Actually some reed companies make bad quality reeds. The first time I was planning to buy reeds, I bought these reeds from china and each one of them were different. They guy of course said they were 2.5 but some were a little thicker than other. Burt they were the same length though. which made it harder to play. one reed is easy to play but the other one isn't. Another reeds would make it really hard and it would take a lot of air to blow to make one note sound the proper way.
You will find that to a certain degree in all reeds, even the synthetic reeds.

If you find a brand which mostly works for you, consider yourself fortunate.

Don't disregard all off brands either, some of them might be very good. Probably not, but you never know...
 
You will find that to a certain degree in all reeds, even the synthetic reeds.

If you find a brand which mostly works for you, consider yourself fortunate.

Don't disregard all off brands either, some of them might be very good. Probably not, but you never know...

Do you know if the plastic made reeds work well? well one time in life, my dad bought the wrong clarinet reeds.
He bought alto clarinet reeds for my sister so i just decided to try them out on my alto saxophone and they actually make a pretty cool sound! I would say they make the same exact sound.
 

tictactux

Distinguished Member
Distinguished Member
Do you know if the plastic made reeds work well? well one time in life, my dad bought the wrong clarinet reeds.
He bought alto clarinet reeds for my sister so i just decided to try them out on my alto saxophone and they actually make a pretty cool sound! I would say they make the same exact sound.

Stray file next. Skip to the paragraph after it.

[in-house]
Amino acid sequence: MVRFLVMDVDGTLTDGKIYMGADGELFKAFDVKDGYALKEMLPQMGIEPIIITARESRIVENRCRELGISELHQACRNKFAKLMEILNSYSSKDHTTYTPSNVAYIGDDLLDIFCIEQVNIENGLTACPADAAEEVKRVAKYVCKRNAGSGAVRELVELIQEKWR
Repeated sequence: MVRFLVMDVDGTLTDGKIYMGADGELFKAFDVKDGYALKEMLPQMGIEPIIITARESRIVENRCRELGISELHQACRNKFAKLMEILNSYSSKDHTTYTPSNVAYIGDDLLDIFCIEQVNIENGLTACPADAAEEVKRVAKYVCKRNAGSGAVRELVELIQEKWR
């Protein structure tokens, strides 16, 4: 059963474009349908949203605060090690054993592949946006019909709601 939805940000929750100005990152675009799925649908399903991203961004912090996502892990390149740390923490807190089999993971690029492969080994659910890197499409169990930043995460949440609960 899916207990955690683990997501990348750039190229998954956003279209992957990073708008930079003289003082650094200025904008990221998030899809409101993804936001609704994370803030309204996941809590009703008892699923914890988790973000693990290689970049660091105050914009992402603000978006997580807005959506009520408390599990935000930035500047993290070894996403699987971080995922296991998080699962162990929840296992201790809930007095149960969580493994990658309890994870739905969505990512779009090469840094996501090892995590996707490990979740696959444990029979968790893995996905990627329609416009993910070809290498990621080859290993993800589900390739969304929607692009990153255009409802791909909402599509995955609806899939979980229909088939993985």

They may or may not work well with the mouthpiece you're using. (and yes, Alto Clarinet and Alto Sax reeds are roughly interchangeable).

Lately I've become quite fond of Selmer Primo (aka Gonzalez) reeds for my bass clarinet. They're very reasonably priced and very consistent from reed to reed.
 

Carl H.

Distinguished Member
Distinguished Member
They may or may not work well with the mouthpiece you're using. (and yes, Alto Clarinet and Alto Sax reeds are roughly interchangeable).

Lately I've become quite fond of Selmer Primo (aka Gonzalez) reeds for my bass clarinet. They're very reasonably priced and very consistent from reed to reed.
The guy who did my bas mouthpiece seems fond of Glotin on bass. I have a couple boxes, but since most of my playing is pit work, I've been using Fibracell or Bari, depending on how aggressive the tone needs to be.
 

Ed

Founder
Staff member
Administrator
Starting out it is best to stick with reeds from Rico or Vandoren. You can find reed strength charts at their websites but I would stick with Rico's. I've been playing for 30 years and still use Rico's.

Since you are new to the sax and you seem to have a passion for the instrument I would highly recommend that you ask your band director if he could recommend a private instructor. It's not always necessary but you may find it beneficial.
 
Starting out it is best to stick with reeds from Rico or Vandoren. You can find reed strength charts at their websites but I would stick with Rico's. I've been playing for 30 years and still use Rico's.

Since you are new to the sax and you seem to have a passion for the instrument I would highly recommend that you ask your band director if he could recommend a private instructor. It's not always necessary but you may find it beneficial.

i do have a private instructor i actually play hard songs.
 

Carl H.

Distinguished Member
Distinguished Member
What label does Hard record for? I'm not familiar with their catalog. Any specific song of theirs you are currently working on?
 
to echo a lot of the replies here ...

1) a stronger reed (aka higher number) --- -is-not-equal-to --- easier, better, stronger, faster playing of any description. Nor does it equate to improving or learning more.

2) there is no magic reed. If there were we'd all be playing it!

3) your mouthpiece, ligature, horn, shape of your mouth/body is different than everyone's here. The right reed is the one the works best with you and your set-up on your particular horn.

4) In general, specific gear can't fix a playing issue ... if you are having playing issues ... look to your posture, figure position, embouchure first

5) If you still want to switch up your reeds ... Try out some different reeds ... you may find one that works better for you on your set up. My current personal preference is Java 3s. ....

As everyone else has said check out some reed charts and stick to around what you have strength wise. 2.5-3 should be just fine if you've been playing on 2.5s.

Cheers.